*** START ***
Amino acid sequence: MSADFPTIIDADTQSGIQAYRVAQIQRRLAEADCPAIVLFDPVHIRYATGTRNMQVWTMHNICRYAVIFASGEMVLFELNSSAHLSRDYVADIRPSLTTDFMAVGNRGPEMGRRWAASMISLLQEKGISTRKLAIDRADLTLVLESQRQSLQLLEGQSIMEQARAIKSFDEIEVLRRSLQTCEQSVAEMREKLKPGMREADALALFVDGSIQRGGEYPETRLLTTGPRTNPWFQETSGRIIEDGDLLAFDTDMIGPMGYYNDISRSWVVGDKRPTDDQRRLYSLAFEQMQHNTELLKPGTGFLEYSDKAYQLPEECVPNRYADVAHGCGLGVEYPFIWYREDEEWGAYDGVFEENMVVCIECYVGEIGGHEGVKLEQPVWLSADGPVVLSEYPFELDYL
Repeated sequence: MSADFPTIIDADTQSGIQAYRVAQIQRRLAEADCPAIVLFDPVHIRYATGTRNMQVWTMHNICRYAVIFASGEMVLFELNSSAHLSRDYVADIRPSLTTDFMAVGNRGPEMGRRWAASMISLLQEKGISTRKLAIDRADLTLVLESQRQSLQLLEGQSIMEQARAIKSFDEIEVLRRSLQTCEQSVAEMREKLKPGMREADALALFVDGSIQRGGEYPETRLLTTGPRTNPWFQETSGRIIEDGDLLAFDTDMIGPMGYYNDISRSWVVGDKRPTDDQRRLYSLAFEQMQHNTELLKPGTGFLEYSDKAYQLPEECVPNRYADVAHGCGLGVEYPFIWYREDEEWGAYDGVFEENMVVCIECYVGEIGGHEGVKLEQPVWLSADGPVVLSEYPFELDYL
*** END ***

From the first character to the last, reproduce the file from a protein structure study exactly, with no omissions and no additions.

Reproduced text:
Amino acid sequence: MSADFPTIIDADTQSGIQAYRVAQIQRRLAEADCPAIVLFDPVHIRYATGTRNMQVWTMHNICRYAVIFASGEMVLFELNSSAHLSRDYVADIRPSLTTDFMAVGNRGPEMGRRWAASMISLLQEKGISTRKLAIDRADLTLVLESQRQSLQLLEGQSIMEQARAIKSFDEIEVLRRSLQTCEQSVAEMREKLKPGMREADALALFVDGSIQRGGEYPETRLLTTGPRTNPWFQETSGRIIEDGDLLAFDTDMIGPMGYYNDISRSWVVGDKRPTDDQRRLYSLAFEQMQHNTELLKPGTGFLEYSDKAYQLPEECVPNRYADVAHGCGLGVEYPFIWYREDEEWGAYDGVFEENMVVCIECYVGEIGGHEGVKLEQPVWLSADGPVVLSEYPFELDYL
Repeated sequence: MSADFPTIIDADTQSGIQAYRVAQIQRRLAEADCPAIVLFDPVHIRYATGTRNMQVWTMHNICRYAVIFASGEMVLFELNSSAHLSRDYVADIRPSLTTDFMAVGNRGPEMGRRWAASMISLLQEKGISTRKLAIDRADLTLVLESQRQSLQLLEGQSIMEQARAIKSFDEIEVLRRSLQTCEQSVAEMREKLKPGMREADALALFVDGSIQRGGEYPETRLLTTGPRTNPWFQETSGRIIEDGDLLAFDTDMIGPMGYYNDISRSWVVGDKRPTDDQRRLYSLAFEQMQHNTELLKPGTGFLEYSDKAYQLPEECVPNRYADVAHGCGLGVEYPFIWYREDEEWGAYDGVFEENMVVCIECYVGEIGGHEGVKLEQPVWLSADGPVVLSEYPFELDYL